CHARLESTON, W.Va. -- All of West Virginia's circuit clerk offices soon will have the same filing system, the state Supreme Court mandated Thursday, because individual county systems are "so needlessly complicated that they almost generate a certain level of mistakes."
The order comes after an investigation into Kanawha Circuit Judge Carrie Webster's docket when, earlier this year, a man accused of kidnapping was inadvertently released from jail. Webster previously told the Gazette she was trying to clear her docket of cases she believed were inactive when the felony attempted-kidnapping charge against Jeremy Carter was dismissed.
Thursday's report cites several other errors by Webster, but says the confusing system in Kanawha Circuit Clerk Cathy Gatson's office was largely to blame. Circuit clerks maintain records for the state's circuit court systems.
"After interacting with the Circuit Clerk's office as well as Clerk Cathy Gatson herself, the authors of this report cannot help but be sympathetic to Judge Webster since the system is abstruse and its numbering of cases, motions, orders, etc., counterintuitive," the report says.
It notes that some of the people who use the Kanawha circuit clerk's system have called it "an error magnet," because several different numbers are often used in reference to a single case and because separate case numbers can actually appear to be completely separate cases when they are not.
"It would be unfair, however, to single out Kanawha County's Circuit Clerk's Office since similar situations are extant in scores of West Virginia counties," according to the release.
Supreme Court officials examined all the operating systems in circuit clerks' offices around the state and found four systems being used.
"[T]hese errors have brought the bigger matter of the varying processing systems in the State's circuit clerks' offices to a head," the report said. "Simply warning any judge or staff member to be careful is clearly not adequate to fix future problems if the system themselves are so abstruse, so non-transparent, and so needlessly complicated that they almost generate a certain level of mistakes."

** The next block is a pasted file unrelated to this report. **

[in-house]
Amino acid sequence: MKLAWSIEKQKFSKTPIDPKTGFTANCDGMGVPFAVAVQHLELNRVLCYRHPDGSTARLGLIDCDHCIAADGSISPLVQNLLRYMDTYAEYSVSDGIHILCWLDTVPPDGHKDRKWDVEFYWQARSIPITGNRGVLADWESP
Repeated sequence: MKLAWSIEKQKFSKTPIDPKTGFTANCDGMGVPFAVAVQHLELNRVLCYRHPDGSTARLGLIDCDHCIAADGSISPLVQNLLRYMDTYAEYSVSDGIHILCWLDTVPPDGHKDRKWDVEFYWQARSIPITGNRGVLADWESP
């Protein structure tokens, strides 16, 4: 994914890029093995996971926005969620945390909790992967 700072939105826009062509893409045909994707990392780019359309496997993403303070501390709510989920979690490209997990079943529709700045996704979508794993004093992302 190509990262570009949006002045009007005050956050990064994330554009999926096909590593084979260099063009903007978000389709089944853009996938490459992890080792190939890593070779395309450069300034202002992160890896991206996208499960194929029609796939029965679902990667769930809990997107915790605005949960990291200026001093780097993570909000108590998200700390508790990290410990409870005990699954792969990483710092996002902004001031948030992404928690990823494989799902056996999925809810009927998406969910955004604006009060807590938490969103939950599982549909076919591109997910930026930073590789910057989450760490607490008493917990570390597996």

As a first step toward a statewide system for circuit clerks, 14 counties will participate in a pilot program using Software Systems, a Morgantown company.
Berkeley, Braxton, Cabell, Harrison, Jefferson, Lewis, Lincoln, Marion, Morgan, Randolph, Upshur and Wood counties already use the system. Ohio and Hampshire counties, which had planned to switch to Software Systems anyway, also will be part of the pilot and show how the transition will work, said Supreme Court administrator Steve Canterbury.
Counties will not pay to install the new system, according to the Supreme Court's mandate.
"County commissioners will save money on maintenance, licensing fees, hardware, software updates and wiring -- the court will take care of that," Canterbury said.
The program will cost between $500,000 and $700,000 through September 2014, Canterbury said. He said a more accurate amount isn't available because it's not clear what hardware updates each county will need.
"Indeed, ultimately the counties will likely find themselves with space emptied of boxes of old records as those are scanned into the new unified system during the next decade," the Supreme Court mandate states.
A Division of Circuit Clerk Services has been created by the Supreme Court to deal with the unified system and other matters circuit clerks frequently deal with.
On-Line Information Services Inc., of Mobile, Ala., will partner with Software Systems to provide electronic filing of cases and, ultimately, electronic bill-paying.